Orioles follow division clincher with shutout loss to Red Sox (updated)

Orioles manager Brandon Hyde arrived at the ballpark today knowing that a victory didn’t really matter in the grander scheme. His team clinched the division title last night. It already established home-field advantage in the playoffs.

The original lineup was missing Anthony Santander and Gunnar Henderson to let them rest. Adley Rutschman and Ramón Urías were scratched due to being “under the weather,” per the club.

The Orioles could coast and not get hurt, but Hyde didn’t expect them to roll over.

“I still want to play well, you know? I want to play to win,” he said.

“Last night was special, and so today you reflect a little bit in the morning and still have a job to do tonight. Want to play well in front of our home fans.”

John Means tossed 6 2/3 hitless innings last weekend in Cleveland and wanted the Baltimore crowd to watch his next flirtation with history. He retired the first 13 batters before Rob Refsnyder pulled a fastball down the left field line for a double in the fifth inning. Trevor Story launched a changeup 413 feet to left field to break up the shutout bid.

Hyde had to settle for no one getting hurt.

Nick Pivetta blanked the Orioles for seven innings while holding them to two hits, and a Red Sox team that also had nothing at stake won 3-0 before an announced crowd of 28,192 at Camden Yards.

Means allowed two runs and three hits in 6 1/3 innings, walking none and striking out four. Hyde removed him at 82 pitches, and Refsnyder grounded into a double play against Jorge López.

"Felt like I was in control, locating the fastball and changeup well," Means said. "The breaking stuff was good enough. Felt pretty good."

López struck out two in a scoreless eighth, but Shintaro Fujinami allowed a run in the ninth.

Ceddanne Rafaela had a leadoff walk, advanced on a stolen base and throwing error by catcher James McCann and scored on Rafael Devers’ tapper to the mound. Fujinami flipped the ball to McCann and Rafaela beat the tag.

Justin Turner doubled to put runners on second and third base with no outs, but Fujinami dodged further harm with an assist from first baseman Ryan Mountcastle, who made a nice stop of Story’s sharp grounder that knocked him on his back.

The Orioles are 100-60 with two games remaining before the Division Series. They’ve been shut out nine times.

They hadn’t allowed more than one run in their previous five games.

In his last three starts since leaving the 60-day injured list, Means has been charged with only four earned runs and eight hits over 18 2/3 innings.

"I feel like the command's there," he said. "Make a mistake tonight and a mistake last time, but other than that I feel like 99 percent of my pitches are where I want them.

"I feel like I've gotten better as I went."

Means recorded his outs via strikeout, popup or fly ball until Devers grounded to second baseman Adam Frazier during a 10-pitch at-bat in the fourth. Turner also grounded to Frazier to complete the inning.

Adam Duvall began the fifth with another grounder to Frazier but Means finally buckled. Austin Hays made a diving catch in left field to rob Bobby Dalbec and get Means back into the dugout at 63 pitches.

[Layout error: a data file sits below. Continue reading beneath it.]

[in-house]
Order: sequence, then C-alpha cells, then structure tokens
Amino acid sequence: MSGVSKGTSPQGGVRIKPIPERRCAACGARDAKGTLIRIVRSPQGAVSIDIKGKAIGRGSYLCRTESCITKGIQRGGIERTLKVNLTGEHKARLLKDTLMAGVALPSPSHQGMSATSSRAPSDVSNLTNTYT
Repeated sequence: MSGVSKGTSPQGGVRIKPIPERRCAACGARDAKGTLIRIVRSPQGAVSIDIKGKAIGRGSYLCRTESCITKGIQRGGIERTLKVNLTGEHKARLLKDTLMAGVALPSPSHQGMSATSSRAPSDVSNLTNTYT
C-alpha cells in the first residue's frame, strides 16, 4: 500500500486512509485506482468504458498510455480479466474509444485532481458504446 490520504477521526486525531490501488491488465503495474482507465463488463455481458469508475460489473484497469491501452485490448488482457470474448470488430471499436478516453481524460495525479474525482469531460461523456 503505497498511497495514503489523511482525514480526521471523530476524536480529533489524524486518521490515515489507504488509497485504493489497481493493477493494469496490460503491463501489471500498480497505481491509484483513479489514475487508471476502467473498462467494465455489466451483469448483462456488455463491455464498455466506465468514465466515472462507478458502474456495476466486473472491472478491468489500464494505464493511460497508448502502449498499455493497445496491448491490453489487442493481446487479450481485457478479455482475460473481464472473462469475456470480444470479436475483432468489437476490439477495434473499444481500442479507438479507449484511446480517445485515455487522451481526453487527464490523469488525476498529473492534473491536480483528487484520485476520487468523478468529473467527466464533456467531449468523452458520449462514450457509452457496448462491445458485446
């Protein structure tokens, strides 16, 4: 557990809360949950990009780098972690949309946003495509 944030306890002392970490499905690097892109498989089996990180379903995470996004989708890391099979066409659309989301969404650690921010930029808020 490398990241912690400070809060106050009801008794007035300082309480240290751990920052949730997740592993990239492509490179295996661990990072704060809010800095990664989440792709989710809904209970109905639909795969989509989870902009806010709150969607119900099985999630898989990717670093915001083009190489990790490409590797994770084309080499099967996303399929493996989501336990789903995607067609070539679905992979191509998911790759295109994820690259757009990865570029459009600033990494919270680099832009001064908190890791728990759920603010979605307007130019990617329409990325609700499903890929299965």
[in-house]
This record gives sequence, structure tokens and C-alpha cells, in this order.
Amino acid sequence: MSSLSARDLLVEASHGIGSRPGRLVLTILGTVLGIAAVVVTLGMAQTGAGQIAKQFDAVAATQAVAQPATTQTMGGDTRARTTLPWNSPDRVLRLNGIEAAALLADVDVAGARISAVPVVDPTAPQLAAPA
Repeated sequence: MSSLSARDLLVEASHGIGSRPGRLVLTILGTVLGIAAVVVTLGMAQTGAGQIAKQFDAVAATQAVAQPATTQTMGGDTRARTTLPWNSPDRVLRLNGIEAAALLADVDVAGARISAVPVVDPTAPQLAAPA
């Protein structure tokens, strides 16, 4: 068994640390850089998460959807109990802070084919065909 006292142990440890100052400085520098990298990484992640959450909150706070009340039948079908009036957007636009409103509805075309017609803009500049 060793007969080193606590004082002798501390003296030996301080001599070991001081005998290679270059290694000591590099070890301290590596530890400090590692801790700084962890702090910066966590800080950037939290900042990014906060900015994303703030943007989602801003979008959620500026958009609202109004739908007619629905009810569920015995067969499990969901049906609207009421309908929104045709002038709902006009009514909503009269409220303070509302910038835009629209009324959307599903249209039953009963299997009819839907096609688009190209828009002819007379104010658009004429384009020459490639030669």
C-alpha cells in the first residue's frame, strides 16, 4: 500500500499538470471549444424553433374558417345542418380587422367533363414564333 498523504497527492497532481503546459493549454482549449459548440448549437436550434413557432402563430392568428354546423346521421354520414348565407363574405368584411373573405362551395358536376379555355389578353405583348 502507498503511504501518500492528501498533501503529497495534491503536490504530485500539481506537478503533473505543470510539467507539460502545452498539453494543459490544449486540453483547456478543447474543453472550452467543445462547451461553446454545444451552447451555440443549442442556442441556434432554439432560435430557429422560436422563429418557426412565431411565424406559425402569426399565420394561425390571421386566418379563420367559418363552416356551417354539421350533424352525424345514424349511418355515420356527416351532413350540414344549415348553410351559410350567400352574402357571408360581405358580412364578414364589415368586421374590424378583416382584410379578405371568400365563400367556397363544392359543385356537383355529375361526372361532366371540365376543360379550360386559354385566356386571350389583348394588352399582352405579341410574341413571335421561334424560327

Story ended Boston’s 23-inning scoreless streak with his third homer of the season.

"Good swing on a bad changeup," Means said.

"They were really aggressive early in the count and he got a lot of early-count outs there, especially the first third of the game," Hyde said. "He had a really good changeup again and I thought he located his fastball well."

Pivetta held the Orioles to one hit through 4 1/3 innings, Mountcastle’s infield single in the first. Jordan Westburg, who replaced Urías at third base, doubled to left field in the fifth and the next two batters struck out.

"He's got really good stuff," Hyde said. "We didn't take very many good at-bats and didn't hit many balls hard on him."

Thirteen batters in a row were retired before Mountcastle singled with two outs in the ninth.

The final strikeout total was 10 with Pivetta on the mound, and 12 overall.

"It was a big night for us last night and we just didn't play our best baseball today, and those things happen," Hyde said. "Hopefully, we'll rebound and play a better game tomorrow."

Rutschman and Urías aren't expected to stay under the weather much longer. They could be in Saturday's lineup or available to play.

"Probably, yeah," Hyde said.

* Hall of Famer Jim Palmer was honored before the game for his 60 years in the organization.

Former teammates who stood on the field with him included Cal Ripken Jr., Boog Powell, Tippy Martinez, Ken Singleton, Al Bumbry, John Stefero and Tim Nordbrook. Taped messages from Rick Dempsey, Scott McGregor and Bobby Grich were played on the video board.

Palmer walked out of the dugout wearing a City Connect jersey, leaving the MASN booth, and addressed a crowd that stood and cheered him.

“Sixty years. Boy, am I old,” he said.

The club donated $60,000 to Pathfinders For Autism - $10,000 for each decade. Daughters Jamie and Kelly walked to the mound for hugs.

Palmer threw the ceremonial first pitch to Bumbry.

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